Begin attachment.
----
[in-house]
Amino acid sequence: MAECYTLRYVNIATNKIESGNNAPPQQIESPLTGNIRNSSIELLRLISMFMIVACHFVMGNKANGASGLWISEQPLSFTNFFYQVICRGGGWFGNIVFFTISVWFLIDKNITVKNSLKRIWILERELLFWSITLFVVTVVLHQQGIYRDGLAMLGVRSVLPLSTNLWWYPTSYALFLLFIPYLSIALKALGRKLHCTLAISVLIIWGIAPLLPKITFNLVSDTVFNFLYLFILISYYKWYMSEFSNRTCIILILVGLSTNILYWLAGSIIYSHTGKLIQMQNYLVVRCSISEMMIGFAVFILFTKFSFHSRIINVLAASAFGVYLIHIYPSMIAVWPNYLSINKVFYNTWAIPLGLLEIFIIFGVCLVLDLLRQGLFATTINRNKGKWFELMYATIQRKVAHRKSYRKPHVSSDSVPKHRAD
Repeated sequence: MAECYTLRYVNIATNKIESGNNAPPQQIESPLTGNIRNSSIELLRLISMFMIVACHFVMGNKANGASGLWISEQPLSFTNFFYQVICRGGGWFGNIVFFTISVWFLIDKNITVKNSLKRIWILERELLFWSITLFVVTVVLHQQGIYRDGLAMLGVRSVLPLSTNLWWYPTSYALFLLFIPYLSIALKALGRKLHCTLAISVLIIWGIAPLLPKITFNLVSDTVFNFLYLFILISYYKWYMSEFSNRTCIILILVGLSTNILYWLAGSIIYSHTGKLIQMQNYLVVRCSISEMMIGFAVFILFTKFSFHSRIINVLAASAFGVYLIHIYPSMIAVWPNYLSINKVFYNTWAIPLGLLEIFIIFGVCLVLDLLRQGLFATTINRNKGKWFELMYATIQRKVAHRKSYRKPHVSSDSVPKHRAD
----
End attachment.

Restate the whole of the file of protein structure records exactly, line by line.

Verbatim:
[in-house]
Amino acid sequence: MAECYTLRYVNIATNKIESGNNAPPQQIESPLTGNIRNSSIELLRLISMFMIVACHFVMGNKANGASGLWISEQPLSFTNFFYQVICRGGGWFGNIVFFTISVWFLIDKNITVKNSLKRIWILERELLFWSITLFVVTVVLHQQGIYRDGLAMLGVRSVLPLSTNLWWYPTSYALFLLFIPYLSIALKALGRKLHCTLAISVLIIWGIAPLLPKITFNLVSDTVFNFLYLFILISYYKWYMSEFSNRTCIILILVGLSTNILYWLAGSIIYSHTGKLIQMQNYLVVRCSISEMMIGFAVFILFTKFSFHSRIINVLAASAFGVYLIHIYPSMIAVWPNYLSINKVFYNTWAIPLGLLEIFIIFGVCLVLDLLRQGLFATTINRNKGKWFELMYATIQRKVAHRKSYRKPHVSSDSVPKHRAD
Repeated sequence: MAECYTLRYVNIATNKIESGNNAPPQQIESPLTGNIRNSSIELLRLISMFMIVACHFVMGNKANGASGLWISEQPLSFTNFFYQVICRGGGWFGNIVFFTISVWFLIDKNITVKNSLKRIWILERELLFWSITLFVVTVVLHQQGIYRDGLAMLGVRSVLPLSTNLWWYPTSYALFLLFIPYLSIALKALGRKLHCTLAISVLIIWGIAPLLPKITFNLVSDTVFNFLYLFILISYYKWYMSEFSNRTCIILILVGLSTNILYWLAGSIIYSHTGKLIQMQNYLVVRCSISEMMIGFAVFILFTKFSFHSRIINVLAASAFGVYLIHIYPSMIAVWPNYLSINKVFYNTWAIPLGLLEIFIIFGVCLVLDLLRQGLFATTINRNKGKWFELMYATIQRKVAHRKSYRKPHVSSDSVPKHRAD